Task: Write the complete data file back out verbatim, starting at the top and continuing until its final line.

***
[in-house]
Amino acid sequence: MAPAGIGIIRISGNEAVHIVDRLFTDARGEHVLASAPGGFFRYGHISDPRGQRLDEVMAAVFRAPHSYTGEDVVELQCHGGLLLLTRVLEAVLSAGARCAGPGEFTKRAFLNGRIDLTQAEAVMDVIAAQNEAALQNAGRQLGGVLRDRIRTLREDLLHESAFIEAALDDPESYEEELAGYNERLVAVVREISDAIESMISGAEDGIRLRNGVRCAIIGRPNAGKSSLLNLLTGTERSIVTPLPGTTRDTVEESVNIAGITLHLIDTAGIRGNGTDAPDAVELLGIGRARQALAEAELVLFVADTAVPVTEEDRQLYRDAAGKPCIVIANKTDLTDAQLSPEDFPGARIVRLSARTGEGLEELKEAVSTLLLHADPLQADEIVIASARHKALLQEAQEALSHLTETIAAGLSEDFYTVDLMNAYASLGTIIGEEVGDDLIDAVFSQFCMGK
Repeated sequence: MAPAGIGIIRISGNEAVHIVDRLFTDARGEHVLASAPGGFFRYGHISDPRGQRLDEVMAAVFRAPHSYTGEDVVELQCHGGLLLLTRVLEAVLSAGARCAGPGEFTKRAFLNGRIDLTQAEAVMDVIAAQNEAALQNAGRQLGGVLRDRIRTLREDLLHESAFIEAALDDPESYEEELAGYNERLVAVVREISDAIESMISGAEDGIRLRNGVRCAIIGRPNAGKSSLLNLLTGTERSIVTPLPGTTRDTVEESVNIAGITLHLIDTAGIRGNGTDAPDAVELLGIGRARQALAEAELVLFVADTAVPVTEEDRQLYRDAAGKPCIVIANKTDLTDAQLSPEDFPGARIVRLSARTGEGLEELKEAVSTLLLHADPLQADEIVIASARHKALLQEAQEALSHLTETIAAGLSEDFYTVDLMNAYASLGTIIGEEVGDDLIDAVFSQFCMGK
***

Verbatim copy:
[in-house]
Amino acid sequence: MAPAGIGIIRISGNEAVHIVDRLFTDARGEHVLASAPGGFFRYGHISDPRGQRLDEVMAAVFRAPHSYTGEDVVELQCHGGLLLLTRVLEAVLSAGARCAGPGEFTKRAFLNGRIDLTQAEAVMDVIAAQNEAALQNAGRQLGGVLRDRIRTLREDLLHESAFIEAALDDPESYEEELAGYNERLVAVVREISDAIESMISGAEDGIRLRNGVRCAIIGRPNAGKSSLLNLLTGTERSIVTPLPGTTRDTVEESVNIAGITLHLIDTAGIRGNGTDAPDAVELLGIGRARQALAEAELVLFVADTAVPVTEEDRQLYRDAAGKPCIVIANKTDLTDAQLSPEDFPGARIVRLSARTGEGLEELKEAVSTLLLHADPLQADEIVIASARHKALLQEAQEALSHLTETIAAGLSEDFYTVDLMNAYASLGTIIGEEVGDDLIDAVFSQFCMGK
Repeated sequence: MAPAGIGIIRISGNEAVHIVDRLFTDARGEHVLASAPGGFFRYGHISDPRGQRLDEVMAAVFRAPHSYTGEDVVELQCHGGLLLLTRVLEAVLSAGARCAGPGEFTKRAFLNGRIDLTQAEAVMDVIAAQNEAALQNAGRQLGGVLRDRIRTLREDLLHESAFIEAALDDPESYEEELAGYNERLVAVVREISDAIESMISGAEDGIRLRNGVRCAIIGRPNAGKSSLLNLLTGTERSIVTPLPGTTRDTVEESVNIAGITLHLIDTAGIRGNGTDAPDAVELLGIGRARQALAEAELVLFVADTAVPVTEEDRQLYRDAAGKPCIVIANKTDLTDAQLSPEDFPGARIVRLSARTGEGLEELKEAVSTLLLHADPLQADEIVIASARHKALLQEAQEALSHLTETIAAGLSEDFYTVDLMNAYASLGTIIGEEVGDDLIDAVFSQFCMGK